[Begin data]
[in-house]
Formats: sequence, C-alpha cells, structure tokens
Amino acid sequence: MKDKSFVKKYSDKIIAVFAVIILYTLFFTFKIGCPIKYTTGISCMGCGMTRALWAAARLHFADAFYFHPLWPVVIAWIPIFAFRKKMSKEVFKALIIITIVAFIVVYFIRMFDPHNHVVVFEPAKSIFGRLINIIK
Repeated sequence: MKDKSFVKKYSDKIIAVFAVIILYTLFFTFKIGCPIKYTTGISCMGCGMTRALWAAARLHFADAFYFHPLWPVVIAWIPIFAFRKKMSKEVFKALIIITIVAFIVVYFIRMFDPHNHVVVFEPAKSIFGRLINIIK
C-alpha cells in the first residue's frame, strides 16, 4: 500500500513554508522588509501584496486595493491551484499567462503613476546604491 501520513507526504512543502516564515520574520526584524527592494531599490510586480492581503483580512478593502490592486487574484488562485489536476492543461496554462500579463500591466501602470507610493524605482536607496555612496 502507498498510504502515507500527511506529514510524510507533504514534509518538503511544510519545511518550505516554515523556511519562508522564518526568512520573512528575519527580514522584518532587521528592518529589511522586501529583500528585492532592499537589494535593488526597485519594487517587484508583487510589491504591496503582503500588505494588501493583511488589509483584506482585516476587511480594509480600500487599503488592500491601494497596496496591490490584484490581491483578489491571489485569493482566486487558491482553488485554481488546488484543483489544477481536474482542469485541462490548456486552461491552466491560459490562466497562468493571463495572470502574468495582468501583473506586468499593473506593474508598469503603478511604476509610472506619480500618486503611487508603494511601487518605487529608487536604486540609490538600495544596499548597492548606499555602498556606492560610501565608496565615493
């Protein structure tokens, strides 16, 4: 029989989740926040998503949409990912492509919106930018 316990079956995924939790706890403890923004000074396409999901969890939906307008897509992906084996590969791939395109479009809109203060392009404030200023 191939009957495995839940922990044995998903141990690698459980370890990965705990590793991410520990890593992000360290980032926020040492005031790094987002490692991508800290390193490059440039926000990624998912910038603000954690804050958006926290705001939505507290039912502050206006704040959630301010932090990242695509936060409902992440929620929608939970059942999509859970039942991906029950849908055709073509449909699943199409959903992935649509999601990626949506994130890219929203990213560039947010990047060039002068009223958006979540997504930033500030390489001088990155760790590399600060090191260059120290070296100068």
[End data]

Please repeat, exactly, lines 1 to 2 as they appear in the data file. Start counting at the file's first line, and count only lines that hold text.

[in-house]
Formats: sequence, C-alpha cells, structure tokens